A lesson from the fall of Rome - by Bill Federer
04/09/2006

Rome fell September 4, 476AD. It was overrun with illegal immigrants: Visigoths, Franks, Anglos, Saxons, Ostrogoths, Burgundians, Lombards, Jutes and Vandals, who at first assimilated and worked as servants, but then came so fast they did not learn the Latin Language or the Roman form of government. Highly trained Roman Legions moving rapidly on their advanced road system, were strained fighting conflicts worldwide. Rome had a trade deficit, having outsourced most of its grain production to North Africa, and when Vandals captured that area, Rome did not have the resources to retaliate. Attila the Hun was committing terrorist attacks. The city of Rome was on welfare with citizens being given free bread. One Roman commented: "Those who live at the expense of the public funds are more numerous than those who provide them." Tax collectors were "more terrible than the enemy." Gladiators provided violent entertainment in the Coliseum. There was injustice in courts, exposure of unwanted infants, infidelity, immorality and perverted bathhouses. 5th-Century historian Salvian wrote: "O Roman people be ashamed...Let nobody think otherwise, the vices of our bad lives have alone conquered us."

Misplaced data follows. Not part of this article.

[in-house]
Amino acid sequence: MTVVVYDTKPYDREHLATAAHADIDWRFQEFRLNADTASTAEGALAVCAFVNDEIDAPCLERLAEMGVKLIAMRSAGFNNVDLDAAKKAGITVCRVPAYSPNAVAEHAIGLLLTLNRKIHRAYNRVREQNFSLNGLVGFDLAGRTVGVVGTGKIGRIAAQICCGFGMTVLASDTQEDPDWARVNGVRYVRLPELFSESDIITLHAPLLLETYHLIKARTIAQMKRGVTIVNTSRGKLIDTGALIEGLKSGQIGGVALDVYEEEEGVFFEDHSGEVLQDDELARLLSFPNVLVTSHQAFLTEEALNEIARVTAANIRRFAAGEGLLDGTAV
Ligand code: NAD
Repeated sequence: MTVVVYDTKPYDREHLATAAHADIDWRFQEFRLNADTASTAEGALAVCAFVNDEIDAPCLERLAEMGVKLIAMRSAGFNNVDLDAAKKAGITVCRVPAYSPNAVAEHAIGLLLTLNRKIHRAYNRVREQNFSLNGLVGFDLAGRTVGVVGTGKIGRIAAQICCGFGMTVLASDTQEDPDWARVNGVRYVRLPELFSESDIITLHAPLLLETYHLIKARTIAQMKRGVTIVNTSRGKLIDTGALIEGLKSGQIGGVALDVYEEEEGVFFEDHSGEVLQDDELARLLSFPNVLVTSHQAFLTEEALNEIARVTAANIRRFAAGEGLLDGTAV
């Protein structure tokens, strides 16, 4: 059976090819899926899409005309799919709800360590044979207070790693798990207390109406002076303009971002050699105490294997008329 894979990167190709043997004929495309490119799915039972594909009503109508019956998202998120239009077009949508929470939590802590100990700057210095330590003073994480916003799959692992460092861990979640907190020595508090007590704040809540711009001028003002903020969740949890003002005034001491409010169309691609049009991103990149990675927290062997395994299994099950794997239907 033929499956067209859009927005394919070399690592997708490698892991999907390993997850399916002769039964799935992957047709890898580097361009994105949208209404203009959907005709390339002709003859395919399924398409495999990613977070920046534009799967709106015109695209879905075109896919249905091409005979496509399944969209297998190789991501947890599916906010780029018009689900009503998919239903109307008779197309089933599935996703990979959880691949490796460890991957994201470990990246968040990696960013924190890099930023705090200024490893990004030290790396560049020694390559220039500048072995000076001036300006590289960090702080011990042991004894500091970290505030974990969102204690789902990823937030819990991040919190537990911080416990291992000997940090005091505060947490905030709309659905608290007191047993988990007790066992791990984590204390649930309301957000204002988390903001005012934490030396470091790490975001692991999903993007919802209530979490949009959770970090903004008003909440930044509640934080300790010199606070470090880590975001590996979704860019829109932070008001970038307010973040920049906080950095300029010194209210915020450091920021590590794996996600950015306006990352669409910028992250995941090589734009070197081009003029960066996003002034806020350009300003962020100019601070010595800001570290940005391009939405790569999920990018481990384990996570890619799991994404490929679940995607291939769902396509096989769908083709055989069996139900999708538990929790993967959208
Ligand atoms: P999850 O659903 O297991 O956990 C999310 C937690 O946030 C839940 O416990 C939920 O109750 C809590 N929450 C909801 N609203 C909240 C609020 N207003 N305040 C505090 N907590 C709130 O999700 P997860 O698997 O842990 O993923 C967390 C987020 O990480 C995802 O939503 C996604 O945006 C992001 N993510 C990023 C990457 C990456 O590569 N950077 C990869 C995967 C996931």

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He who forms mountains, and creates the wind, who declares to man what his thought is, and makes the morning darkness, who treads the high places of the earth - the Lord God of hosts is His name.
Amos 4:13

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